This Tattoo Has Become A Symbol Of Solidarity Following The Manchester Attack

"It's a symbol of unity."

The people of Manchester came together last week when a man detonated a bomb at an Ariana Grande concert being held at Manchester Arena. Taxi drivers offered stranded visitors rides to their destinations. Locals opened up their homes to people in need of shelter and comfort.

And now, people are honoring the strength of their city with symbolic tattoos.

Over a week has passed since the attack took 22 lives, but it's hard to deny that Manchester residents are more unified than ever. In an act of solidarity, many people in and around England's second most populous city have chosen to get tattoos of worker bees.

According to BuzzFeed News, hundreds of Mancunians waited hours to get inked this past weekend as part of an effort to raise money for the victims of the deadly attack and their families. Tens of thousands of pounds have reportedly been raised, and it's all set to be donated to charity.

On May 29, Hayleigh Jade McCullough, a local life and style influencer, showed off her new ink on Instagram.


"It's used to symbolize the city of Manchester's hardworking past during the Industrial Revolution and is featured around the city in murals, and every bin in the city bares the symbol," McCullough tells A Plus of the significance of the worker bee. "In this instance, it's been used by the people of Manchester as a symbol of unity and a celebration of togetherness in such a hard time."

The Manchester Tattoo Appeal, as it has now become known, was started by tattoo artist Sam Barber, according to CNN. He started by asking for donations of £50 per tattoo (or about $64), but has already well surpassed his original fundraising goal as tattoo parlors in the area have struggled to keep up with the overwhelming demand.

Mark Casey, a 46-year-old local, opted to get the worker bee tattoo on his leg. "I had it done just for respect," he tells BuzzFeed News, noting he didn't know anyone who was injured in the bombing. "It's a brilliant idea – I think it's great how Manchester has all pulled together."

"I've got other tattoos but this one means the most, definitely – apart from my City tattoo," he adds, referring to a Manchester football club.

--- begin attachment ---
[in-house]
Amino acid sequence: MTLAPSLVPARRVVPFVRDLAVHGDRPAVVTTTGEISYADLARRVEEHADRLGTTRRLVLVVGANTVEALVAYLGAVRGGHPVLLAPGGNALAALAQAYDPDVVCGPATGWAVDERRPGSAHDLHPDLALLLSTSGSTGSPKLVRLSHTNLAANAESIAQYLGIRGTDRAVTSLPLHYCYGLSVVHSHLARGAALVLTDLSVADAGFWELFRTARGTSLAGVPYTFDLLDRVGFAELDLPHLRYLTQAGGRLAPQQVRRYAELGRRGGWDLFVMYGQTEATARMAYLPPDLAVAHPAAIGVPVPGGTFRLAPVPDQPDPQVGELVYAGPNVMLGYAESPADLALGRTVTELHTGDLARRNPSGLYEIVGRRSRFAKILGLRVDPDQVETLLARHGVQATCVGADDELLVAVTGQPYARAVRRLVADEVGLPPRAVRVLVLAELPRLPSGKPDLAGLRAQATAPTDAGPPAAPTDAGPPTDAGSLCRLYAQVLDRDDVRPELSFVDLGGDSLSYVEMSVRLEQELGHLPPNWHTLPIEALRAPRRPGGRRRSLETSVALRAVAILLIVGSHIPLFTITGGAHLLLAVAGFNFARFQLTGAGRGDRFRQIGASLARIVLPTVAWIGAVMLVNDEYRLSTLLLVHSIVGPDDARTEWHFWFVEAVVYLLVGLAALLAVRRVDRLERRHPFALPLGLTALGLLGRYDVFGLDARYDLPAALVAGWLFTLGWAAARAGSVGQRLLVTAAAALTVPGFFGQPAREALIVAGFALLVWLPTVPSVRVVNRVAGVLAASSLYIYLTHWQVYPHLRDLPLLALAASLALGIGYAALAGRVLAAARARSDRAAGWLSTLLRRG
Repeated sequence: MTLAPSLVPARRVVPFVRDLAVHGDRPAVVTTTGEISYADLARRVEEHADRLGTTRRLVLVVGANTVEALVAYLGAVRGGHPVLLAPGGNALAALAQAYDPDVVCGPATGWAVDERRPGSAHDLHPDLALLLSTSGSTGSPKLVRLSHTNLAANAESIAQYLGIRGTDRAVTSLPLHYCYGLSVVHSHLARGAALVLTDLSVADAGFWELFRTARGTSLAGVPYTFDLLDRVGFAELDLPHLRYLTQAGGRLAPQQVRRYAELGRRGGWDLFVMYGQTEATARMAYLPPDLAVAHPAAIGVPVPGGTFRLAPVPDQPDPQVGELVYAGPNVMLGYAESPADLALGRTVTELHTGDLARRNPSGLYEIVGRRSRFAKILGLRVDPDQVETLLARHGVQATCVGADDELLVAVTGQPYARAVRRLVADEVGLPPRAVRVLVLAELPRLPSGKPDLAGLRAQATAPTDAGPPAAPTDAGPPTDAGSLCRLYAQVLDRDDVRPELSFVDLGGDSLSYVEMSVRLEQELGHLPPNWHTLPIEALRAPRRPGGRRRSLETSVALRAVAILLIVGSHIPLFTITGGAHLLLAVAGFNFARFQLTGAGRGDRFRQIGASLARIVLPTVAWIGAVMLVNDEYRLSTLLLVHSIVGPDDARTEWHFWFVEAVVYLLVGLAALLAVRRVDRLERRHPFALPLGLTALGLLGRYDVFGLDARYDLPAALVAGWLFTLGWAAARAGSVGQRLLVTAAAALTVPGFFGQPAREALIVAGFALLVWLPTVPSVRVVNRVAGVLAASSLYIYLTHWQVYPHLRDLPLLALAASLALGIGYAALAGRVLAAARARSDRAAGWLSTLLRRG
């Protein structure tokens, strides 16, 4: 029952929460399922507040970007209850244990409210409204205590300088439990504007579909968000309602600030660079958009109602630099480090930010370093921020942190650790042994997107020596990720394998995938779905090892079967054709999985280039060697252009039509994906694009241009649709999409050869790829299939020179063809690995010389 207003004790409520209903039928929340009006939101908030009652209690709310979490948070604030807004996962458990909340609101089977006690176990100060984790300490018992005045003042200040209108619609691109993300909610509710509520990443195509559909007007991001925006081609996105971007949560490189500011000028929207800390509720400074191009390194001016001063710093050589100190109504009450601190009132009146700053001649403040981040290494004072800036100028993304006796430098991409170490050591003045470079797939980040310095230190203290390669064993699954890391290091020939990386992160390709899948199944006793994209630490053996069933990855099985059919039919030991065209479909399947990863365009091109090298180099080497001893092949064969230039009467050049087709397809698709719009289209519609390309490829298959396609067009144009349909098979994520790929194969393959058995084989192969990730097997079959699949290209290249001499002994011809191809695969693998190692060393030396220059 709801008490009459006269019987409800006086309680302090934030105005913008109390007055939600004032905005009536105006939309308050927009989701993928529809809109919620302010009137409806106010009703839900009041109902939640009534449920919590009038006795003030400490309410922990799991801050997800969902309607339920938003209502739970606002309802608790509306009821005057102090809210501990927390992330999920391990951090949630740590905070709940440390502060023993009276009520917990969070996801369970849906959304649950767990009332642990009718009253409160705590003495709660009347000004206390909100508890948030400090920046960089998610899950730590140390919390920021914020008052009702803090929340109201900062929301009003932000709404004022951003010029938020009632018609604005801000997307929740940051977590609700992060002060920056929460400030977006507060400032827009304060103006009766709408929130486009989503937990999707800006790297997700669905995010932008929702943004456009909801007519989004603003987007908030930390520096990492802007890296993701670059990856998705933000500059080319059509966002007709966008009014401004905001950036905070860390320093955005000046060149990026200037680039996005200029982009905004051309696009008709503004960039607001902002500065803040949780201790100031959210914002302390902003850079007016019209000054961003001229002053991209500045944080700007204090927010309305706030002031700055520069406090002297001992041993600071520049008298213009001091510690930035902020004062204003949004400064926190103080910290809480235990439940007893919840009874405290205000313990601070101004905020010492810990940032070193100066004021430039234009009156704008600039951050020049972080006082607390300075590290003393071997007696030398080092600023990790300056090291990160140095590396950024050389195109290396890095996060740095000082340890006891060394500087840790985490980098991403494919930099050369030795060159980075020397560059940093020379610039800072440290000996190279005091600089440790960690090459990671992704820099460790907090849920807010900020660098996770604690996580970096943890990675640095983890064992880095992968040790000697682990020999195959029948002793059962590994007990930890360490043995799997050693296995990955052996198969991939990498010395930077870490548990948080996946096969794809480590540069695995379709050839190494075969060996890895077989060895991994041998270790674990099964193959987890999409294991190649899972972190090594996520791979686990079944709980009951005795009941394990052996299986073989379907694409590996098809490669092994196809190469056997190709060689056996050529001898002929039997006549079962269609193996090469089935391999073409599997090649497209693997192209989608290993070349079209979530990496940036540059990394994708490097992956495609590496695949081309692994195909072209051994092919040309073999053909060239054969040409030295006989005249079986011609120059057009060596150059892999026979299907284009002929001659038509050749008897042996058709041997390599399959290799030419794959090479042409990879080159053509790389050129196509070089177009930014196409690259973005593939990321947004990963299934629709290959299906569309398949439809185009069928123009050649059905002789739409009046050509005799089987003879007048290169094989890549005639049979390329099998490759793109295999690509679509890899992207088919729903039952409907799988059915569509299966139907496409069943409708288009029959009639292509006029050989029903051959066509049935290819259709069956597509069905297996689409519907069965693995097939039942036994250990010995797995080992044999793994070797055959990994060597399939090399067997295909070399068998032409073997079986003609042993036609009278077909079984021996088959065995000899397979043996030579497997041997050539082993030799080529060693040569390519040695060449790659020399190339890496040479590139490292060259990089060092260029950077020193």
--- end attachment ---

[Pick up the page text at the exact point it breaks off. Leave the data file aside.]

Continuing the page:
Word of the Manchester Tattoo Appeal spread quickly over social media, and some people went above and beyond to make sure everyone in the city was well-informed. "I heard about it through following some of the Manchester tattoo parlors taking part, and then made it my mission to make people aware of the appeal," McCullough says. "I urged people to message me if they needed any assistance, and tried to help as many people as I could find places with bookings and openings available for them to go and get theirs as well to show support." 

As for why she chose to get the meaningful ink, McCullough adds, "I decided to get it because Manchester is my home, and always will be where some of my fondest memories are. I spend so much time in and around the city of Manchester, and it means the world to me."

She continues: "For this to happen to somewhere you call home was honestly heartbreaking, and to try and fathom the pain of the families of those who lost their lives is unimaginable. I got this as an ode to them, and to show my support for my city and how proud I am of how we have pulled together as a city to help as best we can." 

Daily Mail reports one woman who got inked was Charlotte Campbell, mother of 15-year-old Olivia Campbell, who died in the attack. Instead of just getting a bee tattoo, Charlotte and her partner, Paul Hodgson, added Olivia's name and her birthdate — November 28, 2001 — to personalize the tribute.

Jonny Firth, who co-owns one of the participating tattoo parlors with his wife Laura, tells BuzzFeed News, "We just saw everybody else in Manchester coming together and helping out and saw this was a really good way of doing it. We're frowned upon as an industry still because of the way we look, and this is a 'f—k you' to people who still think like that," he explains. "We are good people, we are nice people, we are family people, and we just wanted to take part and do whatever we can."

Describing the mood in Manchester now, McCullough tells us the city's St Ann's Square "is a sea of flowers and letters and candles."

"It's a beautiful display of support, but it's heartbreaking," she adds. "The city goes on, it always will, but definitely with those affected in mind. Manchester is such a gorgeous and buzzing city filled with so much good, and this isn't going to stop us being that."

If you'd like to show your solidarity with Manchester, consider donating to the verified charity page set up by Manchester Evening News

As the city and the world move forward in the wake of last week's tragedy, McCullough concludes, "It's more about ensuring that we don't let ourselves be ruled by fear, and to keep being the city we know and love, together." 


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